C25k again

How’s your running going? Mine was fine. On September 12 I did a 10k run at Kew Gardens, about an hour, off my pb of 57 minutes but nothing dramatic. My VO2 max (ya I just read it off my watch too but it’s important apparently) had hit 45 after a few weeks of sprints in my park.

Exactly a week later I was in in A&E in a deeply unfashionable North West London hospital with appendicitis. Offending organ duly whipped out and surfing a wave of general anaesthetic chemicals and antibiotics for a week after that I was propped up in bed making extravagant demands of my saintly spouse.

Then came time to test out the legs. The doctors had said four to five weeks before heavy lifting. I reckoned that didn’t mean running so 16 days after the op and VO2 max in the bin at 42 in JUST TWO WEEKS! I had a stab at 5k. It didn’t go great, I managed 4k. After a spate of Bambi on ice impressions I settled into something like an eight minute kilometre pace. So far so good. Nothing alarming was going on, the stitches were OK. But in straight running terms I had a strong “back to the beginning” feeling and a definite feeling of affinity with people starting Couch to 5km programmes. My quads and calves certainly felt like day one of a C25K.

So here’s the thing. Wherever you are with your running at some stage you are going to have an injury, whether it’s a ping in the calf, hamstring tweak or something more ominous. The way to deal with it is almost always back off and wait for recovery before building up again slowly. A ripped muscle or tendon needs time to heal. Regressions, my friends, regressions. Find a way to get your buzz but don’t make things worse. A little resistance perhaps? Some stretching? Walking. Swimming, anyone?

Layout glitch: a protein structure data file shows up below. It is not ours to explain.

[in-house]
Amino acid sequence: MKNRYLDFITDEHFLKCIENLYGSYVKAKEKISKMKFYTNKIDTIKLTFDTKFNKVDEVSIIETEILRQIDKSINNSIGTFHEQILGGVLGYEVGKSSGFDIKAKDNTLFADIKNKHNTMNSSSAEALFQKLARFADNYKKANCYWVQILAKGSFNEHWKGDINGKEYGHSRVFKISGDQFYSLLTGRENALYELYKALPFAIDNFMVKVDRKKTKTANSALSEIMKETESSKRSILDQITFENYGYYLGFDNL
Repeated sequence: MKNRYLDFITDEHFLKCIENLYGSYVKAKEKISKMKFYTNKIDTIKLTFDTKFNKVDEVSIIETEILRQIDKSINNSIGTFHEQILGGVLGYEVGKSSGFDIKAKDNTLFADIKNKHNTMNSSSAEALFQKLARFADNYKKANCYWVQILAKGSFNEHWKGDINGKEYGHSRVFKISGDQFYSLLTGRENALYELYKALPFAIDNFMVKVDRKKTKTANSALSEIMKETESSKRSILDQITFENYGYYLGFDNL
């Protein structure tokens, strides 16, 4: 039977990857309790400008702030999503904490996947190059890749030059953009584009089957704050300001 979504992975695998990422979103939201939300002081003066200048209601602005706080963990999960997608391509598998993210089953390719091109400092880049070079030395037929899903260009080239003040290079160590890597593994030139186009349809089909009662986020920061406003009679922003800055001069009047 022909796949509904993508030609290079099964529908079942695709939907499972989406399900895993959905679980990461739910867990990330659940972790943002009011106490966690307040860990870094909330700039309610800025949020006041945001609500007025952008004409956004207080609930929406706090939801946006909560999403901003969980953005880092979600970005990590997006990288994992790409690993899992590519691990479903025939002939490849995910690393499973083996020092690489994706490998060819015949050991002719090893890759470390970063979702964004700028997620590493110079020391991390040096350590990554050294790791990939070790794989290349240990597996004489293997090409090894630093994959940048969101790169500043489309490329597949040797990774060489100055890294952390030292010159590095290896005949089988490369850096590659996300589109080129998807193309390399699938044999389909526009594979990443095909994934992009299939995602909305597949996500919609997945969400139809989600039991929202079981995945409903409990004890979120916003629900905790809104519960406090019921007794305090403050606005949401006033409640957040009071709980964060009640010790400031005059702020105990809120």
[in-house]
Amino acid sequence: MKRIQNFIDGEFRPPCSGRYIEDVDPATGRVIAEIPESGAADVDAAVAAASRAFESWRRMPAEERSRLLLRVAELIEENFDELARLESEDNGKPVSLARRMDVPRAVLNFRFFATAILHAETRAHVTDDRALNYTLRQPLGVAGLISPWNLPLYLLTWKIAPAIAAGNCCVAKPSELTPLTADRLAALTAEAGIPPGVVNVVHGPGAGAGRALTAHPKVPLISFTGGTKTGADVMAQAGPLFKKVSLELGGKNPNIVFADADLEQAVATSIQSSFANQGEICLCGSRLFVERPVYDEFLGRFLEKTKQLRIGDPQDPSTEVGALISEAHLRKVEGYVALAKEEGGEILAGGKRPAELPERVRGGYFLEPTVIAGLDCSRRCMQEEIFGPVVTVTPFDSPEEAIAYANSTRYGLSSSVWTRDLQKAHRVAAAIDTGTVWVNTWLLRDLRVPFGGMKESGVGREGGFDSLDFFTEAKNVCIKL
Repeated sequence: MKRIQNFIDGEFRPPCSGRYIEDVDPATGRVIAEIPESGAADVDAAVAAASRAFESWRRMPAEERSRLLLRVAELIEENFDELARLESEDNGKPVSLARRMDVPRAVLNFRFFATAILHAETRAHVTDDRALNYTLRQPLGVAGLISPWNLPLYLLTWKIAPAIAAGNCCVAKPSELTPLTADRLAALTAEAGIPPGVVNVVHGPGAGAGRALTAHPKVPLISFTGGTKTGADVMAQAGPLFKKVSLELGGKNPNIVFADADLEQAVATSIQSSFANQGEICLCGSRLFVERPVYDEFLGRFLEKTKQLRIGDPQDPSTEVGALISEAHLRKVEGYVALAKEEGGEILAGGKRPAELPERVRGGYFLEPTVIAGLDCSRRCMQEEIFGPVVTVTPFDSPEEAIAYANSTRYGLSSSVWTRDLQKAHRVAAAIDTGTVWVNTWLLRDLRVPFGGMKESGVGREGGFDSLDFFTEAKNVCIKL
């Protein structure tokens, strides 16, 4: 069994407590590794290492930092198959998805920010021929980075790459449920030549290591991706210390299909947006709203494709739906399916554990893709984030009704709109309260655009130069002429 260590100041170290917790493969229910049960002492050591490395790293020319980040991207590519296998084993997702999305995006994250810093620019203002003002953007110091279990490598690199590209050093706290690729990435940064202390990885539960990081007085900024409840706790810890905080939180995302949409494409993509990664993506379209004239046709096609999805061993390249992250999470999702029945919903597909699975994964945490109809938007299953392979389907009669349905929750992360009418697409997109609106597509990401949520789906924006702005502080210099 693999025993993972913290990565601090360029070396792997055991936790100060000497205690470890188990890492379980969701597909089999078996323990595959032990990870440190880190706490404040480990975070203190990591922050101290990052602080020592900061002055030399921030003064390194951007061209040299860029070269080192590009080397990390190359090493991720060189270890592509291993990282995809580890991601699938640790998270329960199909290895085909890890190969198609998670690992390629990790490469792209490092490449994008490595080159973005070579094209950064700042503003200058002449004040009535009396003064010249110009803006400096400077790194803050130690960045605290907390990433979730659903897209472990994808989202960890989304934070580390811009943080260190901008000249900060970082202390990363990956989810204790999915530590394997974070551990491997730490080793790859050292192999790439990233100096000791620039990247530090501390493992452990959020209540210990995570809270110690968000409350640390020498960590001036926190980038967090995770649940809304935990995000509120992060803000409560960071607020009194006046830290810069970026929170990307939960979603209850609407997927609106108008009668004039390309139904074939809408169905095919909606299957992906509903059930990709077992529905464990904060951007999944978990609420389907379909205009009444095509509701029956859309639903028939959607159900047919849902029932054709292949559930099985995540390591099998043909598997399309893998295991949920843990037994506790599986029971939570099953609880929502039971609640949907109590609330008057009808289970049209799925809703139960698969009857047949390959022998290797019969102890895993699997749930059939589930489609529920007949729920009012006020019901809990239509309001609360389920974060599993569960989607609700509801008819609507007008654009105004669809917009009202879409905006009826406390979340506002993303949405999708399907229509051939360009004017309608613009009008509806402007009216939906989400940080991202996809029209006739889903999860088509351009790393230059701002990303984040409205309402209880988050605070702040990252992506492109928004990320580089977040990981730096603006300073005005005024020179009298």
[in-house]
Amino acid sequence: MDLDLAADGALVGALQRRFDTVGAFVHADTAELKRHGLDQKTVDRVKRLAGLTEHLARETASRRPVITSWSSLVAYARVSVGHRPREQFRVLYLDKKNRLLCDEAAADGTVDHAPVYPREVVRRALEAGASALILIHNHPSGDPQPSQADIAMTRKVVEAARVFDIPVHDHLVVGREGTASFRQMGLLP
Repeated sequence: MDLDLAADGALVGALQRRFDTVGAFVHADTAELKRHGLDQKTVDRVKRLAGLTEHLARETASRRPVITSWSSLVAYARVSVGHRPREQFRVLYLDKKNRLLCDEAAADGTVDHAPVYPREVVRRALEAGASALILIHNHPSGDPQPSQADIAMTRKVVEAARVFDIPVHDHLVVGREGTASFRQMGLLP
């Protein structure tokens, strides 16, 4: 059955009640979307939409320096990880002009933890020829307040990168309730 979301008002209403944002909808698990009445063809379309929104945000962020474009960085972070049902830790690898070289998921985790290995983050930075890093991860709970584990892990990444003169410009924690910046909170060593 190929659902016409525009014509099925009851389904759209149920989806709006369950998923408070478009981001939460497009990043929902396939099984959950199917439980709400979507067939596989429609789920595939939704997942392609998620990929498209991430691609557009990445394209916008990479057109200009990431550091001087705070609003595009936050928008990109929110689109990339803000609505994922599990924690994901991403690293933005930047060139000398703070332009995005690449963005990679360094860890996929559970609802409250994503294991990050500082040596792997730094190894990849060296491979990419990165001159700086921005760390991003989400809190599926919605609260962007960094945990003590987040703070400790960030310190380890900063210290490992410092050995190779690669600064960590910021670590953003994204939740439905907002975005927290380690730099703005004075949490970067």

Patience is the thing. I heard my own voice ringing in my ears. “Try and find something to enjoy in every run”. So settling into a shuffling jog I felt grateful to be even putting one foot in front of the other, I savoured the feeling of my lungs expanding and the the blood pumping (my weights obsessed son just simply doesn’t comprehend that anyone would do that to themselves), and yes, I enjoyed running around my park on a sunny Autumn day.

Two days later the sun is shining here again and I’m going to have another crack at 5k. Speed? irrelevant. Distance? meh. I just want to be out there even if it feels like I’ve just started running again.

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What should you expect when you go past your limits? Pain? strobing lights? Ascension to a higher plane? I pretty much anticipate pain, and I guess most of us would.